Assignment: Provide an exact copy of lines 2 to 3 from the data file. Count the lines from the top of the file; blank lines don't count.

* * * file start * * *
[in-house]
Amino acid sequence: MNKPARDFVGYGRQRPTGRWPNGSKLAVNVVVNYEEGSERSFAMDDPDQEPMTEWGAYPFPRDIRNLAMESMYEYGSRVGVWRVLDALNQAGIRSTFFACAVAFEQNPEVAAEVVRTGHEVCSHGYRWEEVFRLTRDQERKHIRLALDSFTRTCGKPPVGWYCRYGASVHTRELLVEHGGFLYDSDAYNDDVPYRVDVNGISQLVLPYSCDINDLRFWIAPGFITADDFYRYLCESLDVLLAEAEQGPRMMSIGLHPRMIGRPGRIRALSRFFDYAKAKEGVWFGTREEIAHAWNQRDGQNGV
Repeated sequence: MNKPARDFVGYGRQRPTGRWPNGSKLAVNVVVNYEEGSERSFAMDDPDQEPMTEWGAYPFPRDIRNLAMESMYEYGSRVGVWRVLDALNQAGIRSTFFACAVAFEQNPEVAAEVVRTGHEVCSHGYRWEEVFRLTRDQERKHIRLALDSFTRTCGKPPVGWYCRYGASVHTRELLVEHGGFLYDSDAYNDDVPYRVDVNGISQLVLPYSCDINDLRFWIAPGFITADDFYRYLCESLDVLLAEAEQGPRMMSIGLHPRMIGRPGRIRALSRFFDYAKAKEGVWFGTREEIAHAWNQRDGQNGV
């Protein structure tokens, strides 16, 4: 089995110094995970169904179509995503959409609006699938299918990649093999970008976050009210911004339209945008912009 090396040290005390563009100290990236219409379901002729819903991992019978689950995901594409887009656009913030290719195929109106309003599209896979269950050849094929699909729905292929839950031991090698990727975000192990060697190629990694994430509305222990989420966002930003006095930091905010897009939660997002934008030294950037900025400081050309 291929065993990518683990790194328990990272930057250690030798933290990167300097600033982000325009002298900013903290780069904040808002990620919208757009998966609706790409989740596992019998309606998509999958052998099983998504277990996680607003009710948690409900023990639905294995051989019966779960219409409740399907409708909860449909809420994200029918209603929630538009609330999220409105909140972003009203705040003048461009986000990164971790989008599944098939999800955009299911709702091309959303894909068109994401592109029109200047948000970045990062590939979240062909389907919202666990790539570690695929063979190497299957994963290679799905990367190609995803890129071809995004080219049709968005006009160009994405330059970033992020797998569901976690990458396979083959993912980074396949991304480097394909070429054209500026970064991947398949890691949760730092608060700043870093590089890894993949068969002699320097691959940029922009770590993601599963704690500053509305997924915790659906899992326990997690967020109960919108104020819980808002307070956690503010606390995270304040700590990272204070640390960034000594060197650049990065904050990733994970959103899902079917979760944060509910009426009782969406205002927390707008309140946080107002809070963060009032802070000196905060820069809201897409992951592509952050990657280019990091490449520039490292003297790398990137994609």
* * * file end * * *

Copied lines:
Amino acid sequence: MNKPARDFVGYGRQRPTGRWPNGSKLAVNVVVNYEEGSERSFAMDDPDQEPMTEWGAYPFPRDIRNLAMESMYEYGSRVGVWRVLDALNQAGIRSTFFACAVAFEQNPEVAAEVVRTGHEVCSHGYRWEEVFRLTRDQERKHIRLALDSFTRTCGKPPVGWYCRYGASVHTRELLVEHGGFLYDSDAYNDDVPYRVDVNGISQLVLPYSCDINDLRFWIAPGFITADDFYRYLCESLDVLLAEAEQGPRMMSIGLHPRMIGRPGRIRALSRFFDYAKAKEGVWFGTREEIAHAWNQRDGQNGV
Repeated sequence: MNKPARDFVGYGRQRPTGRWPNGSKLAVNVVVNYEEGSERSFAMDDPDQEPMTEWGAYPFPRDIRNLAMESMYEYGSRVGVWRVLDALNQAGIRSTFFACAVAFEQNPEVAAEVVRTGHEVCSHGYRWEEVFRLTRDQERKHIRLALDSFTRTCGKPPVGWYCRYGASVHTRELLVEHGGFLYDSDAYNDDVPYRVDVNGISQLVLPYSCDINDLRFWIAPGFITADDFYRYLCESLDVLLAEAEQGPRMMSIGLHPRMIGRPGRIRALSRFFDYAKAKEGVWFGTREEIAHAWNQRDGQNGV